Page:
Poor sanitation is a better predictor of child stunting than calorie consumption, new data shows. The authors of the study say, however, that both sanitation and calorie consumption contribute in different ways to health and well-being.

Any new work on malnutrition has been severely hamstrung for the past few years by the absence of new data; the fourth round of the National Family Health Survey, which collects data on underweight and stunted children and adults, is expected to come out with its numbers only in 2014, nearly ten years after the last round. To move beyond this limitation and use new data, the researchers — Dean Spears of the Delhi School of Economics’ Centre for Development Economics, Arabinda Ghosh of the IAS, and Oliver Cumming of the London School of Hygiene and Tropical Medicine — used data on stunting from the HUNGaMA survey of 73,000 households in 112 districts conducted by the Naandi Foundation in 2011. To measure sanitation, they looked at levels of open defecation from the 2011 census.

They found that open defecation was a strong predictor of child stunting; districts with higher levels of open defecation had higher levels of child stunting, even after controlling for other factors like household expenditure, household size and calorie consumption. A 10 per cent increase in open defecation was associated with a 0.7 percentage point increase in both stunting and severe stunting, they said in an article that was published in the peer-reviewed, open-access scientific journal PLOS ONE on Monday night.

The new findings feed into both the more recent interest in heights as an indicator of nutrition, and the previously ignored role of sanitation. Indian children are shorter than those in sub-Saharan Africa despite being richer, and genetic differences have not been able to explain this difference that has for nearly twenty years been referred to as the “Asian enigma.” Moreover, child height can be an important yardstick of health and development; height reflects health and nutrition in the first few years of life, and the same nutritional processes that determine height in the first 24 months also determine cognitive potential, Mr. Spears explained.

While much of the early focus on malnutrition has been related to food consumption, Mr. Spears showed in an earlier paper that open defecation could explain 54 per cent of the variation in average child height between countries, and 65 per cent when population density was considered. Union Rural Development Minister Jairam Ramesh has acknowledged that the role of sanitation has not in the past been given enough importance.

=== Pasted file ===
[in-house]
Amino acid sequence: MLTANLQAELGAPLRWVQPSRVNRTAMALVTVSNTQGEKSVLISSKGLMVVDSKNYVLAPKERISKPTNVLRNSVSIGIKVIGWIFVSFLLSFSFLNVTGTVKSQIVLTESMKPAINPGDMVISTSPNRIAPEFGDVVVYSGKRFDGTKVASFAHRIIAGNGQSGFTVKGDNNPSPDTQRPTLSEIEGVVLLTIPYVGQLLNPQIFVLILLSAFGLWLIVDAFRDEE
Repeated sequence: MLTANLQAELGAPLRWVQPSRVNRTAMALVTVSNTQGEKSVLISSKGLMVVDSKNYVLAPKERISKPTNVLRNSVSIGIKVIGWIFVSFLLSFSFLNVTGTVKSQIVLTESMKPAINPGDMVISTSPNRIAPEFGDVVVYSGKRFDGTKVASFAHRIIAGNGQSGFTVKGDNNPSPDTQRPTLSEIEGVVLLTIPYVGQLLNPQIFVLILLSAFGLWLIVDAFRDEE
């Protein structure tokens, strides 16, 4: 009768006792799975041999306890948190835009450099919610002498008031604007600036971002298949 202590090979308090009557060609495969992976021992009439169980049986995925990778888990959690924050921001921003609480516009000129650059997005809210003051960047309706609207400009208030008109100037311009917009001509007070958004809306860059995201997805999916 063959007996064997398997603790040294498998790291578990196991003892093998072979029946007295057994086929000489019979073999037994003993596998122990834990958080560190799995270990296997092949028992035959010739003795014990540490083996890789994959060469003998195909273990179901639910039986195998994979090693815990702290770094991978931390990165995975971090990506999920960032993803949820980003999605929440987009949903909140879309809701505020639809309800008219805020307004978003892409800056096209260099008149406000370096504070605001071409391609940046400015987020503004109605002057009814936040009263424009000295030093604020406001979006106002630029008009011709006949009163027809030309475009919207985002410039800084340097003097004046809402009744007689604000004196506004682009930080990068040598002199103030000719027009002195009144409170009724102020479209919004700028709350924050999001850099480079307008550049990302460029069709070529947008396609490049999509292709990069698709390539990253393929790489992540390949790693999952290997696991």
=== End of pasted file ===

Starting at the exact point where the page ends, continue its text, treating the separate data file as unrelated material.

Data from Census 2011 show that close to half of households are forced to defecate in the open. Over three-quarters of the households in Jharkhand, Orissa and Chhattisgarh defecate in the open, while even developed States like Tamil Nadu, Andhra Pradesh, Gujarat and Karnataka have 40-50 per cent open defecation. Just over 10 per cent of India has a toilet with a flush connected to a piped water system. On the other hand, less than 10 per cent of Bangladesh has to defecate in the open.

But the authors caution that they are not pitting sanitation against food consumption as an explanation or solution. “Economists have long recognized that well-being has multiple dimensions: health, wealth, happiness, and food security are only some of the most obvious. The flipside is that poverty can involve multiple deprivations,” Mr. Spears said. “One reason to think about many causes of malnutrition — food, disease, care practices — is that different factors will be more important in different places, and policy should respond to that. Here in India, sanitation is a more important predictor of child height than it is in Africa, in large part because there is greater population density here: if people are living closer together, they are more likely to encounter one another’s germs,” he said. Similarly, while thinking of interventions, a one-size-fits-all policy will get programmes wrong, Mr. Spears said.

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